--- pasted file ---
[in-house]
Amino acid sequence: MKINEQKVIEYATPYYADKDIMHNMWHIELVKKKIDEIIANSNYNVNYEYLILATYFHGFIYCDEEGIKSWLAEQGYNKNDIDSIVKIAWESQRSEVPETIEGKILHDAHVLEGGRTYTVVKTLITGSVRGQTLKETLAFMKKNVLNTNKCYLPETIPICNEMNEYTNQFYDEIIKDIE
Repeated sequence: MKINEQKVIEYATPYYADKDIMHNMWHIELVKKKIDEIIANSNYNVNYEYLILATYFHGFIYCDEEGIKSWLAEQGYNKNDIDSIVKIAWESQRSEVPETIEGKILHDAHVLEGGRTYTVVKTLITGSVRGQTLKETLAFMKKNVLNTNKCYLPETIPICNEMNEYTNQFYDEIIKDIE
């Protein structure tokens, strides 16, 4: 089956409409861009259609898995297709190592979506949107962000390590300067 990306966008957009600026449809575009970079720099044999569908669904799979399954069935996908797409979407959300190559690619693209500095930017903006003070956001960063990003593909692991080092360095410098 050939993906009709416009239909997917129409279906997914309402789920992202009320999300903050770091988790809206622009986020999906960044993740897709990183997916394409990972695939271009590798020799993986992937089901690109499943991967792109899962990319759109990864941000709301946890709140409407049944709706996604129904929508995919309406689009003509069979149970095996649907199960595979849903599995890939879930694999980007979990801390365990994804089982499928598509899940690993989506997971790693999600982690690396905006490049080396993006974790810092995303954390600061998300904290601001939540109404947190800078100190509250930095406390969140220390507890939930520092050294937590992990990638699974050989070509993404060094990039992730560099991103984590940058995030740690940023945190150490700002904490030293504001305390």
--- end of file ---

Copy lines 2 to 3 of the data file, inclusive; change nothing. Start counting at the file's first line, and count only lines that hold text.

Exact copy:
Amino acid sequence: MKINEQKVIEYATPYYADKDIMHNMWHIELVKKKIDEIIANSNYNVNYEYLILATYFHGFIYCDEEGIKSWLAEQGYNKNDIDSIVKIAWESQRSEVPETIEGKILHDAHVLEGGRTYTVVKTLITGSVRGQTLKETLAFMKKNVLNTNKCYLPETIPICNEMNEYTNQFYDEIIKDIE
Repeated sequence: MKINEQKVIEYATPYYADKDIMHNMWHIELVKKKIDEIIANSNYNVNYEYLILATYFHGFIYCDEEGIKSWLAEQGYNKNDIDSIVKIAWESQRSEVPETIEGKILHDAHVLEGGRTYTVVKTLITGSVRGQTLKETLAFMKKNVLNTNKCYLPETIPICNEMNEYTNQFYDEIIKDIE